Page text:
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30 Major Corporations Paid No Income Taxes In The Last Three Years, While Making $160 Billion

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Uncle SamReport: 280 Most Profitable U.S. Corporations Shelter Half Their Profits from Taxes; Thirty Companies Paid Less Than Zero in Taxes In The Last Three Years

Citizens for Tax Justice and the Institute on Taxation and Economic Policy Release “Corporate Taxpayers and Corporate Tax Dodgers, 2008-2010”

 Washington, DC – A comprehensive new study that profiles 280 of America’s most profitable companies finds that 78 of them paid no federal income tax in at least one of the last three years. Thirty companies enjoyed a negative income tax rate over the three year period, despite combined pre-tax profits of $160 billion.

These are among the findings in “Corporate Taxpayers and Corporate Tax Dodgers, 2008-2010,” released today by Citizens for Tax Justice and the Institute on Taxation and Economic Policy.

“These 280 corporations received a total of nearly $223 billion in tax subsidies,” said Robert McIntyre, Director at Citizens for Tax Justice and the report’s lead author. “This is wasted money that could have gone to protect Medicare, create jobs and cut the deficit.”

“Corporate Taxpayers and Corporate Tax Dodgers, 2008-2010” is the tenth comprehensive publication on corporate taxes from Citizens for Tax Justice (CTJ) and the Institute on Taxation and Economic Policy (ITEP). The two groups released their first major study on the federal income taxes that large, profitable American corporations pay on their U.S. pretax profits in 1984.

The newest study, released today, is online at www.ctj.org/corporatetaxdodgers.

The study examines 280 corporations, all from the Fortune 500 list. All of the companies were profitable in each of the last three years and provided sufficient and reliable information in their financial reports about their pretax U.S. profits and their U.S. federal income taxes.

Corporations are lobbying for lower corporate rates and an exemption for profits they shift offshore. McIntyre, however, says “Our study provides proof that too many corporations are already being coddled by our tax system.” Findings in the report include: 

  • The average effective tax rate for all 280 companies in the study over the three year period was 18.5 percent; for the period 2009-2010 it was 17.3 percent, less than half the statutory rate of 35 percent.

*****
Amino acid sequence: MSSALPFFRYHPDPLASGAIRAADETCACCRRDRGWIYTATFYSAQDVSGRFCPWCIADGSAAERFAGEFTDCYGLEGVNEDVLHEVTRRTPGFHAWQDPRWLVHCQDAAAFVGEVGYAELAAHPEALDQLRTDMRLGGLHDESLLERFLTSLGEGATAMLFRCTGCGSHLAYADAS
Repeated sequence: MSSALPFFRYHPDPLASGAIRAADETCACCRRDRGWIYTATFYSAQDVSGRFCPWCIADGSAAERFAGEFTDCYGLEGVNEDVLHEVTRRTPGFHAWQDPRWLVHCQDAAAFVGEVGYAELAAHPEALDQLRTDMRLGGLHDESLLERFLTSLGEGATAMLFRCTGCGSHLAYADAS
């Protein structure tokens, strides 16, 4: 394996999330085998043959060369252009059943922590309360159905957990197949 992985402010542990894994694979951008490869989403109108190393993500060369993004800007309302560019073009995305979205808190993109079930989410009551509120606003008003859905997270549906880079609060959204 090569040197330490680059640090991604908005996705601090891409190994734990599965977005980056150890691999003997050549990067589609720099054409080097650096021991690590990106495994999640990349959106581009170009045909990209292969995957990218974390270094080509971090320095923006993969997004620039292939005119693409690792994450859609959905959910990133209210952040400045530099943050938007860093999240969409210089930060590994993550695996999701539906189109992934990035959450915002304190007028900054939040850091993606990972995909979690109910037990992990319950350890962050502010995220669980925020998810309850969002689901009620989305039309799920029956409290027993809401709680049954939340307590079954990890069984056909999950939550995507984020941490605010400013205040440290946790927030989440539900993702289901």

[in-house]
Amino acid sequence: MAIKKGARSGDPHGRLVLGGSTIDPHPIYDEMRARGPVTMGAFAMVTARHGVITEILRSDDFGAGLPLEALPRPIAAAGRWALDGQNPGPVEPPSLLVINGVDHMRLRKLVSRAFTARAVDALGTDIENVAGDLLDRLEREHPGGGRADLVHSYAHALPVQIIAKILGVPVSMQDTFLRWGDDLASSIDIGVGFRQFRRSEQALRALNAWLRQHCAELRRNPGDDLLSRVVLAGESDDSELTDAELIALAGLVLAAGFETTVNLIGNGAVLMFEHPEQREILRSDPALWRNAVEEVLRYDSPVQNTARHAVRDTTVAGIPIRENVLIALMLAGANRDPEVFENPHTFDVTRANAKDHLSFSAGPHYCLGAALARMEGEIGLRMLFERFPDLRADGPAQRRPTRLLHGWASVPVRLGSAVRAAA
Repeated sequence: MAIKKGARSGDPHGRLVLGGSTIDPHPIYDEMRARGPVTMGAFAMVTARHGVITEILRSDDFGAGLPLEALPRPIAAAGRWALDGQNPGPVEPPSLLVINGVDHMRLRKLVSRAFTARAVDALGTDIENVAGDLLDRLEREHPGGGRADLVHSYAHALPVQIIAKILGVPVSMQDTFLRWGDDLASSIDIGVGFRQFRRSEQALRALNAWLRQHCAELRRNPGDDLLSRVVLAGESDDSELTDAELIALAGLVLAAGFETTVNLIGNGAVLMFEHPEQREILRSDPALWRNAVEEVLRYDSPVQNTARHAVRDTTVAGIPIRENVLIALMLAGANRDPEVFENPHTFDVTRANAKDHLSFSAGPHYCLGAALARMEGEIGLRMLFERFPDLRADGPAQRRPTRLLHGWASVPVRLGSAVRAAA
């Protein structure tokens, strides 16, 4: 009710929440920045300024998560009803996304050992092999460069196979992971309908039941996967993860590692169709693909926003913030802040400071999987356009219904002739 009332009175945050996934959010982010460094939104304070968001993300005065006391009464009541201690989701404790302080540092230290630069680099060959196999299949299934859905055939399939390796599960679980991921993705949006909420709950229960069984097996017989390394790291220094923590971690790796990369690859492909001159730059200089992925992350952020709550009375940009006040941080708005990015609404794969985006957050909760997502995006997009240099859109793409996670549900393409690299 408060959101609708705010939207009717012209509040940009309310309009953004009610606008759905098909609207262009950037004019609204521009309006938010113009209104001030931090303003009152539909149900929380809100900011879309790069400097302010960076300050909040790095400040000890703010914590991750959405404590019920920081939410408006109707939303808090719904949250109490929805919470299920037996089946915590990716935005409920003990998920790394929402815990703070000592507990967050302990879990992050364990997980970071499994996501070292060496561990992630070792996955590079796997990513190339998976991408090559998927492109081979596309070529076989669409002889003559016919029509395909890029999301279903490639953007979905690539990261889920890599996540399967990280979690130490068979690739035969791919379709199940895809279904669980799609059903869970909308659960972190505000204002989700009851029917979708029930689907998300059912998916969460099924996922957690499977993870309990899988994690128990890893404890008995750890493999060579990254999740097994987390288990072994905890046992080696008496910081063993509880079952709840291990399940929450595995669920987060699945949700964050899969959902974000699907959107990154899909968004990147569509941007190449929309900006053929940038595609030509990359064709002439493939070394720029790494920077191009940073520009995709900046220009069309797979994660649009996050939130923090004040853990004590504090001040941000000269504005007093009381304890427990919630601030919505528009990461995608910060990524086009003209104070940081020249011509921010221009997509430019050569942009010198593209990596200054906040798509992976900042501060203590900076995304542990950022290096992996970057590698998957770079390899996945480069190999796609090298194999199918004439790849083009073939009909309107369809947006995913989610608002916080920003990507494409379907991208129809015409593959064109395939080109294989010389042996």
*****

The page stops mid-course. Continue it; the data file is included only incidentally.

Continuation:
• 78 of the companies enjoyed at least one year in which their federal income tax was zero or less.
  • 30 companies enjoyed a negative income tax rate over the entire three year period on their combined pre-tax profits of $160 billion.
  • Total tax subsidies given to all 280 profitable corporations amounted to $222.7 billion from 2008-2010.
  • Wells Fargo tops the list of 280 U.S. corporations receiving the most in tax subsidies, getting nearly $18 billion in tax breaks from the U.S. treasury in the last three years.
  • Pepco Holdings had the lowest effective tax rate of all the companies in the study, at negative 57.6 percent over the three year period.
  • Some companies within sectors fare worse than others. For example, the report finds that FedEx paid a 0.9 percent tax rate over the three year period while its competitor, UPS, paid a 24.1 percent rate.
  • While retailers and wholesalers in the study generally pay average effective tax rates of about 30 percent, Amazon.com paid a rate of only 7.9 percent on its $1.8 billion in profits from 2008-2010.
  • Financial services received the largest share (16.8 percent) of all federal tax subsidies over the last three years. More than half of federal corporate tax subsidies for companies in the study went to four industries: financial services, utilities, telecommunications, and oil, gas & pipelines.
  • The top ten defense contractors saw their combined tax rate decline from 19.3 percent in 2008 to a mere 10.6 percent rate in 2010.
  • U.S. corporations with significant (ten percent or more of their total worldwide profits) foreign profits paid tax rates to foreign countries that were almost a third higher than they paid to the IRS on their domestic profits.
  • While retailers and wholesalers in the study generally pay average effective tax rates of about 30 percent, Amazon.com paid a rate of only 7.9 percent on its $1.8 billion in profits from 2008-2010.
  • Financial services received the largest share (16.8 percent) of all federal tax subsidies over the last three years. More than half of federal corporate tax subsidies for companies in the study went to four industries: financial services, utilities, telecommunications, and oil, gas & pipelines.
  • The top ten defense contractors saw their combined tax rate decline from 19.3 percent in 2008 to a mere 10.6 percent rate in 2010.
  • U.S. corporations with significant (ten percent or more of their total worldwide profits) foreign profits paid tax rates to foreign countries that were almost a third higher than they paid to the IRS on their domestic profits.

 

Citizens for Tax Justice (CTJ), founded in 1979, is a 501 (c)(4) public interest research and advocacy organization focusing on federal, state and local tax policies and their impact upon our nation (www.ctj.org).

Founded in 1980, the Institute on Taxation and Economic Policy (ITEP) is a 501 (c)(3) non-profit, non-partisan research organization, based in Washington, DC, that focuses on federal and state tax policy. ITEP's mission is to inform policymakers and the public of the effects of current and proposed tax policies on tax fairness, government budgets, and sound economic policy (www.itepnet.org).

Contact: Anne Singer, 202-299-1066, ext. 27, anne@ctj.org

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